Epstein continued his relationship with Nowak after prison, and regularly visited Harvard’s Program for Evolutionary Dynamics. Between 2010 and 2018, Epstein visited the program’s offices in Harvard Square “more than 40 times” and was “routinely accompanied on these visits by young women, described as being in their 20s, who acted as his assistants,” the report says.
During his visits, Epstein would typically meet with other Harvard professors and institutions in the Ivy League about their work. To facilitate these meetings, Epstein gave Nowak a list of names of academics “he wished to meet,” and either he or Nowak would invite them to meet with the billionaire in the PED’s offices.
The report also states Epstein was also given an office 601, or “Jeffrey’s Office,” which he decorated with his own rug and photographs, a Harvard phone line, and “keycard and passcode access” to better facilitate these meetings.
“Epstein also occasionally used PED’s offices for dinners,” the report states. “Epstein generally chose the guest list, and sometimes asked questions, but did not generally lead the discussions or choose the topics. Taken as a whole, the documents suggest that Epstein viewed the PED offices as available for his use whenever he wished to gather academics together to hear scholars talk about subjects Epstein found interesting.”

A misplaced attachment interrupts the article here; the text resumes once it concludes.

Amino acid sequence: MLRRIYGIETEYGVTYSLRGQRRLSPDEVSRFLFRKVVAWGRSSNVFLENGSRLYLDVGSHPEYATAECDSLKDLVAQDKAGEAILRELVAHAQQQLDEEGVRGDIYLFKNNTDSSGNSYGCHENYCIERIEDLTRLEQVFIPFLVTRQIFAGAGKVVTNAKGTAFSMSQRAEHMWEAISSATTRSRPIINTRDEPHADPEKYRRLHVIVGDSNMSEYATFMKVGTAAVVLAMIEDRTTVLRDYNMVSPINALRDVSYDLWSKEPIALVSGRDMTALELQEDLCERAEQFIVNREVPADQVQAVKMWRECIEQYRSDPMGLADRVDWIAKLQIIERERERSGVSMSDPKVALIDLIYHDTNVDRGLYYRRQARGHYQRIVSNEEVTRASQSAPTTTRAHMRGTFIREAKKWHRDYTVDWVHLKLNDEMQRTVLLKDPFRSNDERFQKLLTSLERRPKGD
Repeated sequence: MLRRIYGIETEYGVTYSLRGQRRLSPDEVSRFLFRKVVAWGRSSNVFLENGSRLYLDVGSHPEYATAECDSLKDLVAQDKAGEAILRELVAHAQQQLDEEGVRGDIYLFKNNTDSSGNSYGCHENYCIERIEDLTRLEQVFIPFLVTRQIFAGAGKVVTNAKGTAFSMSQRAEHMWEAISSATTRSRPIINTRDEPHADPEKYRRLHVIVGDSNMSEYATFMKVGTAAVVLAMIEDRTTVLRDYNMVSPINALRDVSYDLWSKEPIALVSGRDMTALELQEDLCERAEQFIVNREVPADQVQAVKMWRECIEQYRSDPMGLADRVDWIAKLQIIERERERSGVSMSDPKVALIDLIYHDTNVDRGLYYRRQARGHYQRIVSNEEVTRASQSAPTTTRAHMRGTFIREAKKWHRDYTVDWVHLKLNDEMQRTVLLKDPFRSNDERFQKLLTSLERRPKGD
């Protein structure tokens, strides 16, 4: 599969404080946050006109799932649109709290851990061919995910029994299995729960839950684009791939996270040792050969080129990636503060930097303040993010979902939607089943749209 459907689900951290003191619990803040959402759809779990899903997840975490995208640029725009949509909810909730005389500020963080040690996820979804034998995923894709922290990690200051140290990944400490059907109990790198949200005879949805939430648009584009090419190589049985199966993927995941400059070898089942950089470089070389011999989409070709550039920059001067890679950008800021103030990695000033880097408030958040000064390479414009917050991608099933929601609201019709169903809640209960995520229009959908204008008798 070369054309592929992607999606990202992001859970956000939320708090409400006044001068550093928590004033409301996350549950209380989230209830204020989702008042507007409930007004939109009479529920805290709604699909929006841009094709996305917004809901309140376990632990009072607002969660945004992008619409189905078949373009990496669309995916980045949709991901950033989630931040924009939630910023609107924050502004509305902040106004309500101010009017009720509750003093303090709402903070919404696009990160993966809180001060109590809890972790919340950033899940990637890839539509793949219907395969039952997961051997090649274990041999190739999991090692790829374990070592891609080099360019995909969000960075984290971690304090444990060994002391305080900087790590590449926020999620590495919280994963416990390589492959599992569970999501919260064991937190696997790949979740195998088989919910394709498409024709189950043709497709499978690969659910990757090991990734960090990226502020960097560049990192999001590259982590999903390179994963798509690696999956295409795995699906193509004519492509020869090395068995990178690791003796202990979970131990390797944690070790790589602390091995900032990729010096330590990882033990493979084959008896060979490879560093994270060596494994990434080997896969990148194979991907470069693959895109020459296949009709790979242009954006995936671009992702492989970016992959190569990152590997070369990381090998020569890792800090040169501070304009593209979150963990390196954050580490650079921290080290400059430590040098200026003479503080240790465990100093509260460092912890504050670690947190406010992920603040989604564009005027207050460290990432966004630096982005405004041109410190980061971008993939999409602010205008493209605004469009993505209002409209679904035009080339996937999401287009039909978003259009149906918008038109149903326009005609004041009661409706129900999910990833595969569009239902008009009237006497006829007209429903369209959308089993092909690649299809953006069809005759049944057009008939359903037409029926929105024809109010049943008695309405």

While the billionaire frequented the Harvard offices, the report notes that no evidence suggests he engaged with students—except for visiting one of Nowak’s undergraduate math classes, which he left “partway through.”
“Epstein’s permanent possession of a visitor keycard; his knowledge of the passcode to the PED offices; and his possession of a key to an individual Harvard office all gave him unlimited access to PED,” the report states, which notes that the billionaire continued to have access to the building as recently as 2017.
In 2013, Epstein sought to use the program’s website “to boost his public image, in some cases with false claims about his level of giving to Harvard,” the report states.
After Epstein was first mentioned on the website in 2003 as “one of the founders of the program,” Epstein’s publicist reached out to Nowak about a press release she was writing for its 10-year anniversary. In an email, the publicist asked if Epstein’s name could be added to the website as a member of the advisory board or a faculty affiliate because the billionaire “is trying to boost his foundation’s websites and a link on Harvard’s network would be very helpful.”